Kim Kardashian is not this generation’s Marilyn Monroe

In case you missed it on your timeline – which seems impossible – the Met Gala took place this week. Although some found the fashion underwhelming, one person has everyone talking for all the wrong reasons: Kim Kardashian. Now, with everything else going on in America (Roe vs Wade), you’d think people had other things to worry about than Kim Kardashian. But like everything the Kardashians say or do, it speaks to a bigger issue regarding the influence of the young and vulnerable.

Kim Kardashian attended the Met Gala on Monday, wearing Marilyn Monroe’s iconic dress that she wore when singing Happy Birthday to President JFK. She then attended the Met Gala after-party wearing another iconic dress of Marylin’s, which she wore when accepting the Henrietta Award – a high honour in fashion circles. The question is, was Kim K a worthy recipient of such an honour? No, as I refuse to accept her as this generation’s Marilyn Monroe, and so do many others. Here’s why.

We all know that when the Kardashians make headlines, it’s never quite as simple as “Kim wore a dress, the end.” In preparation for the Met Gala, Kim boasted about how she lost over a stone in three weeks to fit into the crystal-embellished gown using irresponsible methods. This is one of the reasons why people are refusing to hold Kim up with the same esteem Marilyn Monroe had when she was alive – and in death.

In 2022, knowing what we know about eating disorders and the toxicity that surrounds fad diets, how out of touch does Kim have to think that this would be an appropriate thing to promote with a platform as big as hers? The Kardashians have contributed to setting a beauty standard for whole generations that is unobtainable. Whether you like it or not, many girls and young women use Kim et al. as a beacon for how they think they have to look, which is, in my opinion, a responsibility the Kardashians have never quite owned. When your platform is that big, when you insert yourself in every crevice of the media, you have a duty to make sure what you put out there is not harmful, and at times, they have done the opposite.

How can you promote toxic diet culture whilst wearing the dress of a woman who helped normalise natural women’s bodies?

In Marilyn’s day, she was considered as plus size. She (and others like her) made women with curves not only acceptable in Hollywood but desirable. She came from nothing, and despite the controversy that she had when she was alive, people still rally around her to this day. It’s of the opinion that Kim, on the other hand, profits from everyone else’s culture, beauty and creativity and passes it off as her own. What Kim represents – the unobtainable beauty standards that she peddles as achievable – are damaging to the young and vulnerable. Whether she achieved her body through crazy crash dieting (like she did for the Met Gala) or surgery, it’s not sustainable, but she has millions of people thinking it is. Of course, the choice to try and create Kim’s look lies with the person, but it doesn’t help that in the media, her voice is louder than all the people trying to advocate against these insane beauty standards that people believe are the norm.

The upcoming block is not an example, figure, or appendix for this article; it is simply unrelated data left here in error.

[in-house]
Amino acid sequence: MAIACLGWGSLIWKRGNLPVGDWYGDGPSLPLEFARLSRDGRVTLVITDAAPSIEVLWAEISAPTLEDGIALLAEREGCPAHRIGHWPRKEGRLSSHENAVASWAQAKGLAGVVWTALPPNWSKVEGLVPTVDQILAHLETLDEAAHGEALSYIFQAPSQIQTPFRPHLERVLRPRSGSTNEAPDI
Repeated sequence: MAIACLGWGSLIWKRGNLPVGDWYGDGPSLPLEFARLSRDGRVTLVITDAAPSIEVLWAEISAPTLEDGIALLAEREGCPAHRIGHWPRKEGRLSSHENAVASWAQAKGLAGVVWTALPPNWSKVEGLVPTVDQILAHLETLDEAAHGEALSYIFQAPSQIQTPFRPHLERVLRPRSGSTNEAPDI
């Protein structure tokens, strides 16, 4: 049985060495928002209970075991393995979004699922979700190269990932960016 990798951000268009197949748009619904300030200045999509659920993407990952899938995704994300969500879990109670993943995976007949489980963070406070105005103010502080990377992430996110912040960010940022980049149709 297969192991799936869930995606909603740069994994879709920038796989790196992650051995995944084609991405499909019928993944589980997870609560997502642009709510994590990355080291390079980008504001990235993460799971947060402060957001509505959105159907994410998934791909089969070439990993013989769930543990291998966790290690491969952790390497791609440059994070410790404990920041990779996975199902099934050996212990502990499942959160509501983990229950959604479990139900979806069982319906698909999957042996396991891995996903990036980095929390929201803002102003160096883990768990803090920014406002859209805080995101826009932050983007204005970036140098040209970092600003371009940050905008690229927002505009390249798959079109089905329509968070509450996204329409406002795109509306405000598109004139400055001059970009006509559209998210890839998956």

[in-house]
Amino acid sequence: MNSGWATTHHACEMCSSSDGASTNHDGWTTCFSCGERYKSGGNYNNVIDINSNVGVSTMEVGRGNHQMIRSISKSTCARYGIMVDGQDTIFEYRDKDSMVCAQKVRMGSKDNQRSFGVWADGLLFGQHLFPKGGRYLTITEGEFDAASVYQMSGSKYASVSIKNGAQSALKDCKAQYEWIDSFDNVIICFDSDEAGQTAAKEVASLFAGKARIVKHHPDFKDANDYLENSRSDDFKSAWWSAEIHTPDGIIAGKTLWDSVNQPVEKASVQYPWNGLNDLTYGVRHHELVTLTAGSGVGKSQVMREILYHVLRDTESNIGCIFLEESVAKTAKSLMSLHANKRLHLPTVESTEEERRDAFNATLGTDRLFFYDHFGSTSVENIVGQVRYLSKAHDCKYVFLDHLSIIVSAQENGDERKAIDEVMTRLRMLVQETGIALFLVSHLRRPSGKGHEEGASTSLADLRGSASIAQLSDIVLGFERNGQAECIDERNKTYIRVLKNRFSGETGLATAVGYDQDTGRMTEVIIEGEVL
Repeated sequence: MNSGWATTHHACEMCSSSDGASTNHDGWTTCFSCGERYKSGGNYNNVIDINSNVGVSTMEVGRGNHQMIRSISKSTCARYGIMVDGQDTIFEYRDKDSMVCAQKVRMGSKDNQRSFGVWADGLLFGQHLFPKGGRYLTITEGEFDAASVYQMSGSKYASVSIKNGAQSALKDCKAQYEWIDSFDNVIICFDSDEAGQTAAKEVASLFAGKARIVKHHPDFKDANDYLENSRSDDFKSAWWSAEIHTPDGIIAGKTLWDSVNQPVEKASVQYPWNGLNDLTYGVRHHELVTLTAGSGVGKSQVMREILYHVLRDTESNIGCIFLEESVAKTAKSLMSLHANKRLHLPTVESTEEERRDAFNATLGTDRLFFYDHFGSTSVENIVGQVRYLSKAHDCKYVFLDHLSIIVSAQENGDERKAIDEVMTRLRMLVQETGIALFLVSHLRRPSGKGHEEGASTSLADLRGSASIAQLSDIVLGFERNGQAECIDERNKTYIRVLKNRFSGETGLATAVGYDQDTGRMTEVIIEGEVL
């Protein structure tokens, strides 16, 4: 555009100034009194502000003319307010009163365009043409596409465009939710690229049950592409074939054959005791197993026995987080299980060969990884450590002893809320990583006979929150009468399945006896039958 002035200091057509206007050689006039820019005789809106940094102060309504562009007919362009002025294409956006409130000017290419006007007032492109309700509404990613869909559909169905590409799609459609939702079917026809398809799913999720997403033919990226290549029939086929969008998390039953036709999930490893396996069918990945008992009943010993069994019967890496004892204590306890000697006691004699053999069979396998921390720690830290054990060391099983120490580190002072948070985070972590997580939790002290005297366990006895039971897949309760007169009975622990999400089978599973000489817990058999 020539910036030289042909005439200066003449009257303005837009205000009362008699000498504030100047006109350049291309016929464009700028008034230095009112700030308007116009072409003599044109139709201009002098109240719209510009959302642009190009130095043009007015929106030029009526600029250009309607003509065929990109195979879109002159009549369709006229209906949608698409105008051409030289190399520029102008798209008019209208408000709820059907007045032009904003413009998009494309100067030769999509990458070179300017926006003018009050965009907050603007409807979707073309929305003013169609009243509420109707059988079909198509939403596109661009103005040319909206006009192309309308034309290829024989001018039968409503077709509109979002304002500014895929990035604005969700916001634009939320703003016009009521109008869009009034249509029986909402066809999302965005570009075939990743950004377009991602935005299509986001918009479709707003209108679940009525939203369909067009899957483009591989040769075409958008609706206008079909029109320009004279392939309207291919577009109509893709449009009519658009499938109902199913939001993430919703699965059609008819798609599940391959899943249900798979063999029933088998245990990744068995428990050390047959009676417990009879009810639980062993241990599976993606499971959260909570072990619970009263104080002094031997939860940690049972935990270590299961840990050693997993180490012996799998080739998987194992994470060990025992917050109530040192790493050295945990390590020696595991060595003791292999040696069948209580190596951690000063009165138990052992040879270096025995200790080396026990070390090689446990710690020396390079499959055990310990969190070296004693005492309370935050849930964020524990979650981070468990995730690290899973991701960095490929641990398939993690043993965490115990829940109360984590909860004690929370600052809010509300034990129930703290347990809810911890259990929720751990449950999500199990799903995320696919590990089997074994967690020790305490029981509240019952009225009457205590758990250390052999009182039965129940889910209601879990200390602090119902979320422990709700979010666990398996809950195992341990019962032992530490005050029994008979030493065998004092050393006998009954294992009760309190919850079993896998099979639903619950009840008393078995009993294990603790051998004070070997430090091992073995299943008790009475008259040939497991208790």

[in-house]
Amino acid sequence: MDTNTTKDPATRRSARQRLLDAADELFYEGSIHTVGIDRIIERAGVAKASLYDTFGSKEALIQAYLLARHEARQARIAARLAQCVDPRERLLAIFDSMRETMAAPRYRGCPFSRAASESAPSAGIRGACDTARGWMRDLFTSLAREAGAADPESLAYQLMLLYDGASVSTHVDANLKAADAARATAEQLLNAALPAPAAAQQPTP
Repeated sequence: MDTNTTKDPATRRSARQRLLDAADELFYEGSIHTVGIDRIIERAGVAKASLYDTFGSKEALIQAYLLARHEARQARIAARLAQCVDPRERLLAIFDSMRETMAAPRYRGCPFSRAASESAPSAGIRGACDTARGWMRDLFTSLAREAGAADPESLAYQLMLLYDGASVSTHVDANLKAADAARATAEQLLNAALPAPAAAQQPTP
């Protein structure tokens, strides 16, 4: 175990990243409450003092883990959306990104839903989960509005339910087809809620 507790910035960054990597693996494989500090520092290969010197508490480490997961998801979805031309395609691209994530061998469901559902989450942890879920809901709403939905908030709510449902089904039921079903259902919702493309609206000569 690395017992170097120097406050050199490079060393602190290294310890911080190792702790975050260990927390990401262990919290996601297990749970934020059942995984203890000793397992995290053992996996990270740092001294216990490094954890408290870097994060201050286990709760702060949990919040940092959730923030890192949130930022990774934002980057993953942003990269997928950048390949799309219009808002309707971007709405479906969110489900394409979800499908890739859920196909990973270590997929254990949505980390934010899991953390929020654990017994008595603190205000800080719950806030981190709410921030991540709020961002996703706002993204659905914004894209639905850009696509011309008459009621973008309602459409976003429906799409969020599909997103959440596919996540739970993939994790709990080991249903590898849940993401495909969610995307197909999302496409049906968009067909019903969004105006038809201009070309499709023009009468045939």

The criticism Kim received for boasting about her rapid weight loss for the sake of Marilyn’s dress has been heavy, and rightly so. From celebrity voices like Lili Reinhardt and Jameela Jamil to medical experts and major publications writing articles about just how damaging the situation is, Kim certainly has a lot to answer for.

Another issue I take with Kim’s “tribute” to Marilyn is she’s completely ignoring the fact that she is essentially profiting from Marilyn in death, just as so many have done before her. If you want to honour someone, Kim knows enough designers who could have made her a dress similar.

Fashionites would have surely got the reference, and it would have been a nice homage to someone who represents the fabric of old American glamour. Everything about Kim represents excess which is why this thought probably never crossed her mind. How can you promote toxic diet culture whilst wearing the dress of a woman who helped normalise natural women’s bodies? Make it make sense.

Kim can point out as many similarities between her and Marilyn as she wants. From being married multiple times to having sex scandals, Kim will never wield the same respect from society that people still have for Marilyn Monroe. Kim has been positioned as this generation’s symbol of sex, glamour and femininity. No amount of money or influence can buy you humanness, something Kim lacks. I refuse to accept Kim in Marilyn’s place as it speaks to a much bigger issue in our society and means that we are accepting the unobtainable as something to aspire to – and we all know how that ends.

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